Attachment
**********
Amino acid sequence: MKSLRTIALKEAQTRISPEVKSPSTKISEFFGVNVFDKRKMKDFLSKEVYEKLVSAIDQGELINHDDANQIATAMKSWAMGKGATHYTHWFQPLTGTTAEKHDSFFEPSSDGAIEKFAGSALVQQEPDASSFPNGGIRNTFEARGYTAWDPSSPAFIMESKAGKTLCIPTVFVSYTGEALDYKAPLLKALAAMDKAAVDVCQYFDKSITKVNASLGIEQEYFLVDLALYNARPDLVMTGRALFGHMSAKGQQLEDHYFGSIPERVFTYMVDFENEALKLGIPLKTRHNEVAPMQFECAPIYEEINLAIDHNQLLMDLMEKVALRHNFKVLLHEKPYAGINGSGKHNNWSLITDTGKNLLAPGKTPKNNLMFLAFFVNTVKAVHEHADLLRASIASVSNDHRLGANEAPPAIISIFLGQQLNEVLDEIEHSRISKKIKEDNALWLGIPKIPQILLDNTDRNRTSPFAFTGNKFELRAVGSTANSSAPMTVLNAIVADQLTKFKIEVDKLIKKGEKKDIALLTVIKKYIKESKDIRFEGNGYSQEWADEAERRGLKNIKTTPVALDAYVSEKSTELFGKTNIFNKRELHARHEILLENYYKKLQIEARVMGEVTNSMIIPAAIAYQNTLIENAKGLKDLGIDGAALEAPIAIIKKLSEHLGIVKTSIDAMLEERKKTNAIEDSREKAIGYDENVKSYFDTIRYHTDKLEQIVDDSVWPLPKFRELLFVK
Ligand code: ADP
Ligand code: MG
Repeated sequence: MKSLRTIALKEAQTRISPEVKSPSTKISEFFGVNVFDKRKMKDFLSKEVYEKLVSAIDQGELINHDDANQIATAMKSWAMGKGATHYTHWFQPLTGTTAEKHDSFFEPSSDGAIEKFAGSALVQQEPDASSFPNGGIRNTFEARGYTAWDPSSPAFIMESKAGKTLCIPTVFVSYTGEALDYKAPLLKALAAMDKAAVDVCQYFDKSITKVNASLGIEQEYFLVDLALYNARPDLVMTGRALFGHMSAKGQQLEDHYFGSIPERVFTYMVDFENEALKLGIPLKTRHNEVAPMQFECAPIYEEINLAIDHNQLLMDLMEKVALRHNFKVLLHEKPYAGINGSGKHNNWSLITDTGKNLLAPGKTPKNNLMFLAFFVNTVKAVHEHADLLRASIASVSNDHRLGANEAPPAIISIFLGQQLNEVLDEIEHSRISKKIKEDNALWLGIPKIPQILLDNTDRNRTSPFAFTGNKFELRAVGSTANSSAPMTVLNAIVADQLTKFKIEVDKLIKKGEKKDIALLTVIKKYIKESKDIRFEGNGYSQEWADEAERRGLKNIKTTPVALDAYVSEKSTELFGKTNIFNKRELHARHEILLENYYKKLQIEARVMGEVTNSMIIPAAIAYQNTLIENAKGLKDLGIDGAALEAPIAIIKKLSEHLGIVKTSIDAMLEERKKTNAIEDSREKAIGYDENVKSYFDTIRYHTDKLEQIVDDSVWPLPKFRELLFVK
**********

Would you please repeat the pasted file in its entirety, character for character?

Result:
Amino acid sequence: MKSLRTIALKEAQTRISPEVKSPSTKISEFFGVNVFDKRKMKDFLSKEVYEKLVSAIDQGELINHDDANQIATAMKSWAMGKGATHYTHWFQPLTGTTAEKHDSFFEPSSDGAIEKFAGSALVQQEPDASSFPNGGIRNTFEARGYTAWDPSSPAFIMESKAGKTLCIPTVFVSYTGEALDYKAPLLKALAAMDKAAVDVCQYFDKSITKVNASLGIEQEYFLVDLALYNARPDLVMTGRALFGHMSAKGQQLEDHYFGSIPERVFTYMVDFENEALKLGIPLKTRHNEVAPMQFECAPIYEEINLAIDHNQLLMDLMEKVALRHNFKVLLHEKPYAGINGSGKHNNWSLITDTGKNLLAPGKTPKNNLMFLAFFVNTVKAVHEHADLLRASIASVSNDHRLGANEAPPAIISIFLGQQLNEVLDEIEHSRISKKIKEDNALWLGIPKIPQILLDNTDRNRTSPFAFTGNKFELRAVGSTANSSAPMTVLNAIVADQLTKFKIEVDKLIKKGEKKDIALLTVIKKYIKESKDIRFEGNGYSQEWADEAERRGLKNIKTTPVALDAYVSEKSTELFGKTNIFNKRELHARHEILLENYYKKLQIEARVMGEVTNSMIIPAAIAYQNTLIENAKGLKDLGIDGAALEAPIAIIKKLSEHLGIVKTSIDAMLEERKKTNAIEDSREKAIGYDENVKSYFDTIRYHTDKLEQIVDDSVWPLPKFRELLFVK
Ligand code: ADP
Ligand code: MG
Repeated sequence: MKSLRTIALKEAQTRISPEVKSPSTKISEFFGVNVFDKRKMKDFLSKEVYEKLVSAIDQGELINHDDANQIATAMKSWAMGKGATHYTHWFQPLTGTTAEKHDSFFEPSSDGAIEKFAGSALVQQEPDASSFPNGGIRNTFEARGYTAWDPSSPAFIMESKAGKTLCIPTVFVSYTGEALDYKAPLLKALAAMDKAAVDVCQYFDKSITKVNASLGIEQEYFLVDLALYNARPDLVMTGRALFGHMSAKGQQLEDHYFGSIPERVFTYMVDFENEALKLGIPLKTRHNEVAPMQFECAPIYEEINLAIDHNQLLMDLMEKVALRHNFKVLLHEKPYAGINGSGKHNNWSLITDTGKNLLAPGKTPKNNLMFLAFFVNTVKAVHEHADLLRASIASVSNDHRLGANEAPPAIISIFLGQQLNEVLDEIEHSRISKKIKEDNALWLGIPKIPQILLDNTDRNRTSPFAFTGNKFELRAVGSTANSSAPMTVLNAIVADQLTKFKIEVDKLIKKGEKKDIALLTVIKKYIKESKDIRFEGNGYSQEWADEAERRGLKNIKTTPVALDAYVSEKSTELFGKTNIFNKRELHARHEILLENYYKKLQIEARVMGEVTNSMIIPAAIAYQNTLIENAKGLKDLGIDGAALEAPIAIIKKLSEHLGIVKTSIDAMLEERKKTNAIEDSREKAIGYDENVKSYFDTIRYHTDKLEQIVDDSVWPLPKFRELLFVK